Recalling Tūrangawaewae: Pōwhiri in New Zealand Feature Film

Wilson, J
Item type
Journal Article
Degree name
Journal Title
Journal ISSN
Volume Title
Ngā Pae o te Māramatanga

Like a number of fundamental Māori rituals and practices, pōwhiri have appeared in New Zealand fiction feature film since its beginnings in the silent era. Pōwhiri are multisensory, kinesthetic experiences that, for most Māori, recall one’s tūrangawaewae – where he or she stands and belongs – because in general, the predominant experience of pōwhiri is at home, amongst one’s own community. This article critically analyses pōwhiri as it has been constructed in New Zealand feature film history. It has a historical overview of pōwhiri and then focuses on Tearepa Kahi’s Mt. Zion (2013). The analysis considers commonly portrayed elements of pōwhiri, and how the ‘real’ influences the ‘reel,’ and perhaps vice-versa. How might the way pōwhiri have been imagined and presented in feature film be seen to reflect and perhaps even shift, change or challenge ideas about what it means to belong as Māori to Aotearoa now in the twenty-first century?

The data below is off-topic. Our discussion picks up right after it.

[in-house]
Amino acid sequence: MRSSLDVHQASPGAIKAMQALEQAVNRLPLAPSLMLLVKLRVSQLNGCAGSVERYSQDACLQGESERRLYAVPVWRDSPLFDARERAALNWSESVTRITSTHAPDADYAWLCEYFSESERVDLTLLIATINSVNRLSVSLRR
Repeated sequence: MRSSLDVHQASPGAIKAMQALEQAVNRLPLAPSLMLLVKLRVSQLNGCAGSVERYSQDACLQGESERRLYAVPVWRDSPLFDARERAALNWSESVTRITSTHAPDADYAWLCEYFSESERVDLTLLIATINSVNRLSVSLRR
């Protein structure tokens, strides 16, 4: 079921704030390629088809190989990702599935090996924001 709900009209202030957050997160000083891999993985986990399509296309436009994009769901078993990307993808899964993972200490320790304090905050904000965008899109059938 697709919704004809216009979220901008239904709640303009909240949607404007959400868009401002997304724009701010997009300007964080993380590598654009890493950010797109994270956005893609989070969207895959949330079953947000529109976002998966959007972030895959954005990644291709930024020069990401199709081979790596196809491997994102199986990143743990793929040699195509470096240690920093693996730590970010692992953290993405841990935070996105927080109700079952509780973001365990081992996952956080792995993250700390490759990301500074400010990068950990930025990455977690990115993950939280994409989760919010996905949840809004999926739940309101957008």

Pöwhiri; Ritual; Film; Fiction; Performance; Wero
MAI Journal 2017: Volume 6 Issue 2
Rights statement
MAI Journal is an open access journal that publishes multidisciplinary peer-reviewed articles that critically analyse and address indigenous and Pacific issues in the context of Aotearoa New Zealand.